Scott Morgan is one of those rare musicians who fully grasps the notion that it’s as much about what you don’t play as what you do. This is his fifth album as Loscil, which continues to plunder the same vein of chilly ambient electronica as his previous efforts. This is music designed to be played loud, preferably with ears hermetically sealed in high quality headphones, so listeners can really submerge themselves in all the subtle textures and nuances of Morgan’s recordings. Like much of Loscil’s output, it’s often difficult to detect a human hand at work on Endless Falls. This is the sound of isolated machine noise hollowed out and whittled down to its fragile essence, a set of songs left teetering on the brink of actually existing at all, a sort of ghostly paean to the beauty found on the cusp of complete silence.
The sounds on Endless Falls bleed into one another so naturally that it’s difficult to imagine this as a set of files on a hard drive that were plugged into a piece of sequencing software. It often feels like these tracks have developed a peculiar life of their own after being set in motion by Morgan, who hung around to capture what they would do while left to their own devices. This is music made with an innate understanding of the power of repetition and its ability to play tricks on the human mind. Many of the elliptical loops on tracks like ‘Estuarine’ and ‘Fern and Robin’ develop tiny counter-melodies within counter-melodies when experienced over a sustained period of time, with Morgan happy to secede control and completely remove himself from the process, letting the songs shape themselves.
Unusually for such an exercise, these tracks are emotionally redolent, often reaching down into a dark well of sadness and never returning. This isn’t simply a musical paradigm shift designed to take listeners to the verge of some noiseless paradise, it’s also filled with genuine feeling that unfurls in sludge-like slow motion. Morgan employs such touches with subtlety and grace, such as the sound of a distant organ player emerging from the murk of ‘Lake Orchard’, or the scrapes of cello that blister from the cocoon of glass-like patterns on the title track. Much of Endless Falls feels like a horrific life-changing event coming into focus at a distressingly torporific pace, with Loscil’s audience cast as uneasy bystanders, wanting to discover where this is all heading but afraid of what they’ll find when they get there.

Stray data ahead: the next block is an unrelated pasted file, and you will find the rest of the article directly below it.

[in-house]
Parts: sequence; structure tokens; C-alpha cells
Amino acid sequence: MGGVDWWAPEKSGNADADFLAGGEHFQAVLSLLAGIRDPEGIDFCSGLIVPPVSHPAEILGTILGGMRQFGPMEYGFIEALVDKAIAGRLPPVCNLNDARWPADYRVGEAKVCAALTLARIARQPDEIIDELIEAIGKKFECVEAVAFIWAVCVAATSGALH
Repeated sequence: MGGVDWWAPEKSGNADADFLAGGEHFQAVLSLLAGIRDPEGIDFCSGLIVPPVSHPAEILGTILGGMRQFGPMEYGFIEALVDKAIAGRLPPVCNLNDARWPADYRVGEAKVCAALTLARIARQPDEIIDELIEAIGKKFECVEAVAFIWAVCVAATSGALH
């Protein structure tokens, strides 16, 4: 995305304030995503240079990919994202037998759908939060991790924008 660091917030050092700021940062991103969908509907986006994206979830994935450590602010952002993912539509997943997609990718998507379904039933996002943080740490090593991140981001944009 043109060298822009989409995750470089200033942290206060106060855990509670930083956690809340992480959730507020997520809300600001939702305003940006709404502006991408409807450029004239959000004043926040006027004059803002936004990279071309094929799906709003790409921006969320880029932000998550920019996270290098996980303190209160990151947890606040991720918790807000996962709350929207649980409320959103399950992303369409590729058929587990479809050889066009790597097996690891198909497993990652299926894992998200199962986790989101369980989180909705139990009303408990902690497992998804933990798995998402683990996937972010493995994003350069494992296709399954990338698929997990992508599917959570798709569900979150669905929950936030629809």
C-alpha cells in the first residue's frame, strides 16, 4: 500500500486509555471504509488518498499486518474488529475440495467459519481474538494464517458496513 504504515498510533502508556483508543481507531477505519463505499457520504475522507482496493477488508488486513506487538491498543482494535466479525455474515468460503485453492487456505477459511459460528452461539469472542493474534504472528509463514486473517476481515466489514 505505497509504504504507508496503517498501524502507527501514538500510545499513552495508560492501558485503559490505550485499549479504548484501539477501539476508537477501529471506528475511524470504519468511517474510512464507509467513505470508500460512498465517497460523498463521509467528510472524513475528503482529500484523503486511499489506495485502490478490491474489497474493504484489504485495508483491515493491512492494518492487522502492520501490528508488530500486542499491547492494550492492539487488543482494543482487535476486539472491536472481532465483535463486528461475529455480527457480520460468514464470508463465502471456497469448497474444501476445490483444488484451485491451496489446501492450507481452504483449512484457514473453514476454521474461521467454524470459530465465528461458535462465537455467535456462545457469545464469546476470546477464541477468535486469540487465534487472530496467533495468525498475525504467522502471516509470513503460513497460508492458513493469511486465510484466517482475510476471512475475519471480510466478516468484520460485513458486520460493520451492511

Things do reach a climax, of sorts, with the standout closing track, ‘The Making of Grief Point’. Here, Morgan deploys vocals on one of his tracks for the first time, which come courtesy of Dan Bejar, with whom he works in the Vancouver band Destroyer. This is the final act of unsettling disorientation in an album full of obtuse left turns, with Morgan pulling just one more trick out of his bag by having Bejar recite a spoken word piece that easily stands alongside Slint’s canonical ‘Good Morning, Captain’ as a piece of affecting storytelling set to song. Bejar speaks in hushed tones as he hisses his thoughts on the music-making process, temporarily loosening the various narrative strands that listeners have weaved together for the rest of the album, but also maintaining that impermeable sense of unease that perforates every song.
Endless Falls is the most complete version of Morgan’s vision for Loscil to date. It’s an album that’s easy to get lost in after a few cursory wanders into the ether, where the amalgamation of barely-musical sounds sucks you in and seems to produce something different every time. It’s an album for anyone who has found music and beauty in the rhythmical clack of train wheels against tracks, in the low hum of a refrigerator, or the cyclical tap of the second hand on an old wristwatch. Morgan cleverly bookends the album with the noise of a rainstorm he recorded in his back yard, which ushers his listeners back into the real world at the close of ‘The Making of Grief Point’. It engenders a feeling not dissimilar to walking out of a movie into bright sunshine when you expected darkness, where all the ugliness of everyday life suddenly comes blaring into sharp focus, made all the more uneasy after being so utterly wrapped up in someone else’s art.
8Nick Neyland's Score